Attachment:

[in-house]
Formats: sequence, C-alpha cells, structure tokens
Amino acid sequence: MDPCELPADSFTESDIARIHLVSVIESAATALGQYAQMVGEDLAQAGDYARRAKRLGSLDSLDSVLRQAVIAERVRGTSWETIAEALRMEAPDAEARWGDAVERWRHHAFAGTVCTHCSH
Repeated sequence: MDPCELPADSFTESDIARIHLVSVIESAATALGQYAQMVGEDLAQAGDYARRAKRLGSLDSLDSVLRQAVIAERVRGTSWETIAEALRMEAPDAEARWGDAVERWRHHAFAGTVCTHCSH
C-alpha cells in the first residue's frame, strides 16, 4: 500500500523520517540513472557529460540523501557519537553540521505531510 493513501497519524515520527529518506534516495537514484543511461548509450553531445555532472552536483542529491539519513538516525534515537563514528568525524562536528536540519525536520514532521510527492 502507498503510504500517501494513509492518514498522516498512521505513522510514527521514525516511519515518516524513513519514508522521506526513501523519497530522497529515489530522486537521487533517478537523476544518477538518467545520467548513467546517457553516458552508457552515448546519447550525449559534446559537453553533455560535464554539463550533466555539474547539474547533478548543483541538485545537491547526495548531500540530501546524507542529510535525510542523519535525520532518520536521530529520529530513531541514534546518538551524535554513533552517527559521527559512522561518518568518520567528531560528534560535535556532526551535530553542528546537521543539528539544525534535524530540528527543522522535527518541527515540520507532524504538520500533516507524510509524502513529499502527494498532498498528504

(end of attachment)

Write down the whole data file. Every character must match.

[in-house]
Formats: sequence, C-alpha cells, structure tokens
Amino acid sequence: MDPCELPADSFTESDIARIHLVSVIESAATALGQYAQMVGEDLAQAGDYARRAKRLGSLDSLDSVLRQAVIAERVRGTSWETIAEALRMEAPDAEARWGDAVERWRHHAFAGTVCTHCSH
Repeated sequence: MDPCELPADSFTESDIARIHLVSVIESAATALGQYAQMVGEDLAQAGDYARRAKRLGSLDSLDSVLRQAVIAERVRGTSWETIAEALRMEAPDAEARWGDAVERWRHHAFAGTVCTHCSH
C-alpha cells in the first residue's frame, strides 16, 4: 500500500523520517540513472557529460540523501557519537553540521505531510 493513501497519524515520527529518506534516495537514484543511461548509450553531445555532472552536483542529491539519513538516525534515537563514528568525524562536528536540519525536520514532521510527492 502507498503510504500517501494513509492518514498522516498512521505513522510514527521514525516511519515518516524513513519514508522521506526513501523519497530522497529515489530522486537521487533517478537523476544518477538518467545520467548513467546517457553516458552508457552515448546519447550525449559534446559537453553533455560535464554539463550533466555539474547539474547533478548543483541538485545537491547526495548531500540530501546524507542529510535525510542523519535525520532518520536521530529520529530513531541514534546518538551524535554513533552517527559521527559512522561518518568518520567528531560528534560535535556532526551535530553542528546537521543539528539544525534535524530540528527543522522535527518541527515540520507532524504538520500533516507524510509524502513529499502527494498532498498528504